Juvenile jokes aside, at the end of the last post I alluded to the fact that I was interested in seeing how the batteries were doing since I bottom balanced them in February of 2011. Quite a lot has happened with the car since then. The batteries have been through 353 cycles. They've put out 2209 kWhs of electricity and then had it stuffed back in. I've driven a total of 6324 miles. The car has been out of commission twice for motor problems, and off the road for a grand total of 7 months. During those occasions, the battery pack was partially disassembled with half of the cells out and laying on the floor of my garage, while the other half remained connected together in the car. That last point has concerned me a bit. I've wondered all along if having them apart might have introduced some variable that may have caused cell drift. I kind of doubt it, but I simply wasn't sure. So, I set out to find out.
Last Sunday I had a chance to drive down to the brand new Tesla store in Scottsdale and take a first hand look at the Model S. I even passed someone that was out for a test drive in one of the demo cars. I don't believe I've seen a bigger grin on someone's face while they were driving. It was a great trip, but I'll write about that later. At any rate, with a round trip to Scottsdale, and a couple errands thrown in, I'd used about 95 amp/hours out of the pack's 120 amp/hours available. I decided to make a quick trip out to run the batteries down a bit more. I figured I'd get up to 115 amp/hours or so and then run the rest down by running the heater in the car.
I set off for a quick 10 mile lap that would do it, when I had a second thought. I remembered that the last time I'd charged the batteries, the charge had cut off a bit early with the top cell being about 3.40 volts. That equates to the pack starting off about 7 to 10 amp/hours down, so I decided to cut my trip short. Turns out that was a good thing.
As I was driving adjacent to my neighborhood heading for a specific entrance, I noticed the car was not really accelerating any more. A half mile before that I'd accelerated to 40 mph with no problem but now, it was acting dead. I turned into the neighborhood quickly and headed for home nursing the car the whole way. I'd brought my multi-meter along but I was afraid if I stopped, I wouldn't get going, so I coasted (running a couple stop signs along the way) and turned the final corner to my house. As I was heading up to the garage, I was hoping the door made it open in time because if I had to stop, there was no way I was going to get it up the hill of my driveway into my garage. I made it in, but the car was dead. It would barely move the 6 more inches I wanted to go. I quickly jumped out and measured the cell I know to have the lowest capacity and it was at 2.043 volts. I started measuring others and they were in the 2.5 to 2.7 volt neighborhood. Well, that doesn't seem balanced to me! I decided to let the batteries rest for an hour or so and come back to measure them.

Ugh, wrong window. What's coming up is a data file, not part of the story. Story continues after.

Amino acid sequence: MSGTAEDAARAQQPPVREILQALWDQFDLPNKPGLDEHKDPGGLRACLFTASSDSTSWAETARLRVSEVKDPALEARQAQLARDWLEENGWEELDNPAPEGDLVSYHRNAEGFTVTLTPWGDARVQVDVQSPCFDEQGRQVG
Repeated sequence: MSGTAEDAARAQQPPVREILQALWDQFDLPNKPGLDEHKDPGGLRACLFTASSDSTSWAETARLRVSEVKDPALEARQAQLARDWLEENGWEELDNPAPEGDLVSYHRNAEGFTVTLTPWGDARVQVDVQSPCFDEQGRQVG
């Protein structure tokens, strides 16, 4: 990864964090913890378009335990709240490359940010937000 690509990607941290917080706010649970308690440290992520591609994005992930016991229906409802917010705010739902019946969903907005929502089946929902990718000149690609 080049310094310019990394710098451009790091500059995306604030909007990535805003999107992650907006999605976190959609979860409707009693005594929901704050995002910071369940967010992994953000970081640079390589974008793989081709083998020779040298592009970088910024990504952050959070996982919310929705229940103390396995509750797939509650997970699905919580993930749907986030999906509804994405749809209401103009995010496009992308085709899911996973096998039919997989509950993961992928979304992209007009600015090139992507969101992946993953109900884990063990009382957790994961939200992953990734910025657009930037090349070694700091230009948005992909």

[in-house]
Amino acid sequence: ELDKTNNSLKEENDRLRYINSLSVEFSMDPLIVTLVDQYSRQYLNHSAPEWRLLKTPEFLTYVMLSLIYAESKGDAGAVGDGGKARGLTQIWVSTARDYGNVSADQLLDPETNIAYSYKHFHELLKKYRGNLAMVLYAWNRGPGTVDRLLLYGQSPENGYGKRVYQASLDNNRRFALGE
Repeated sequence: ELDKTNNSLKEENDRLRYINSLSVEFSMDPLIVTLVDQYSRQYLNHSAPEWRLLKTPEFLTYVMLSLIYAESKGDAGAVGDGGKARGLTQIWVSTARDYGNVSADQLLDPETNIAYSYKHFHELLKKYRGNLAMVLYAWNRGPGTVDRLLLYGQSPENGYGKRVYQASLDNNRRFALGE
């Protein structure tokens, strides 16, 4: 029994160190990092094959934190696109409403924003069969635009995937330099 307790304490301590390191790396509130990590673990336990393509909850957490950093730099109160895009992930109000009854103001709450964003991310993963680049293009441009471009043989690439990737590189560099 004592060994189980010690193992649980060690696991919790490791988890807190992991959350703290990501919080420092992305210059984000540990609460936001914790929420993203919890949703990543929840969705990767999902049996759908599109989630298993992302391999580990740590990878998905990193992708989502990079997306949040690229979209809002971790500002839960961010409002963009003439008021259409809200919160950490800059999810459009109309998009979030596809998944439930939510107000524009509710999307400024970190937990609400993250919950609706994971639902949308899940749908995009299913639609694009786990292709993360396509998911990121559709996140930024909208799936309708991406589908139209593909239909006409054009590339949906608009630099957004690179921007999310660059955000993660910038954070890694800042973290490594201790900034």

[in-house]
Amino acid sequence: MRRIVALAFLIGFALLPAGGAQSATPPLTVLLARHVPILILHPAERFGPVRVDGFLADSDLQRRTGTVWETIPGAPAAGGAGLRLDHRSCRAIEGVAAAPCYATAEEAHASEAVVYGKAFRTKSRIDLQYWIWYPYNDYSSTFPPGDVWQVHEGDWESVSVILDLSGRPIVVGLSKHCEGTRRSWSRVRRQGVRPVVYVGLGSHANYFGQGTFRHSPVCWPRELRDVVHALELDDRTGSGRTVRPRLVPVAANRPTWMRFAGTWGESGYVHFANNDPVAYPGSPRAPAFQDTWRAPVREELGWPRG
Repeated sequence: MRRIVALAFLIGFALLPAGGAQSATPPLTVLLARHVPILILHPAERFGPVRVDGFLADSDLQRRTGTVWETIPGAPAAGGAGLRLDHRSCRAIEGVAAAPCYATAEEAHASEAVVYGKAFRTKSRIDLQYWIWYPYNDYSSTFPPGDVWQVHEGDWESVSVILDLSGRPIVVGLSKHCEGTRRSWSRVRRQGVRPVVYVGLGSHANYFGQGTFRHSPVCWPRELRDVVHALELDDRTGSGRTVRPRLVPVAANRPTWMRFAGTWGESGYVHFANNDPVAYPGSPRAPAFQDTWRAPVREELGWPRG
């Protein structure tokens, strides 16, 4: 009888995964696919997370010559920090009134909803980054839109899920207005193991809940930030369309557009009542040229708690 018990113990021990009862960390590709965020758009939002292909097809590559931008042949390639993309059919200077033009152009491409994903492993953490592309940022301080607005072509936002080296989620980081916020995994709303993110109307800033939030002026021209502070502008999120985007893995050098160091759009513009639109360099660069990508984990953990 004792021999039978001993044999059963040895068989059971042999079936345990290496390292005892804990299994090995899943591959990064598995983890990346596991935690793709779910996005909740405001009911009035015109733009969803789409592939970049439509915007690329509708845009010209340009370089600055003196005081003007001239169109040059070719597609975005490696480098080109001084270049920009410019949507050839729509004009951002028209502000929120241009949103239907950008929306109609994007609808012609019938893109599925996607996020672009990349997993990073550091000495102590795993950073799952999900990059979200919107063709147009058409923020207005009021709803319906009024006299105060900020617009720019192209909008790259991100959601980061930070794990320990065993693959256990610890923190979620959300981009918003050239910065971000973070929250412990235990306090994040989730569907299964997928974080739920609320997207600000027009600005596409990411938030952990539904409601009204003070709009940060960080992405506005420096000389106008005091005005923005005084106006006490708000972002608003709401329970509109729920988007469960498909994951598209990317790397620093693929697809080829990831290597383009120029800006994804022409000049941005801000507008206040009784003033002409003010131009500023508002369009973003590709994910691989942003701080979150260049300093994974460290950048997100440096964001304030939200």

By the way, when I pulled into the garage, I'd used 113 amp/hours (for those of you keeping score at home.)
Now, I'll elaborate on this more in a moment, but take note. The lowest cell was 2.043 volts right after it had had a load on it, which is just above what CALB considers dead. The car would barely move. Yet no cell was below 2.0 volts and no cell was ruined.
I came back an hour later and measured the cells and found that the gaps, or differences I'd seen in the voltages had closed up dramatically. The lowest cell that was 2.043 volts had bounced back and was now 2.684 volts; the highest cell was 2.937 volts. I should let the numbers speak for themselves.
You can see that the cells were mostly between the 2.700 and 2.800 range, with a few just 1/100 off in either direction. But there were 4 that were more than 5/100's of a volt off, with the spread from the lowest to the highest cell at 0.253 volts. Three things come to mind looking at this data. First, they aren't balanced. Second, the amount by which the are out of balance is quite small. At that end of the discharge curve, the difference between 2.684 volts and 2.937 volts is a fraction of an amp hour. The third thing is that I think I simply wasn't patient enough when I performed the bottom balance. You may have heard this elsewhere, or experienced it yourself if you've ever bottom balanced a pack of batteries, but it is an extremely boring, tedious, and lengthy endeavor. Or to put it another way, it sucks big time.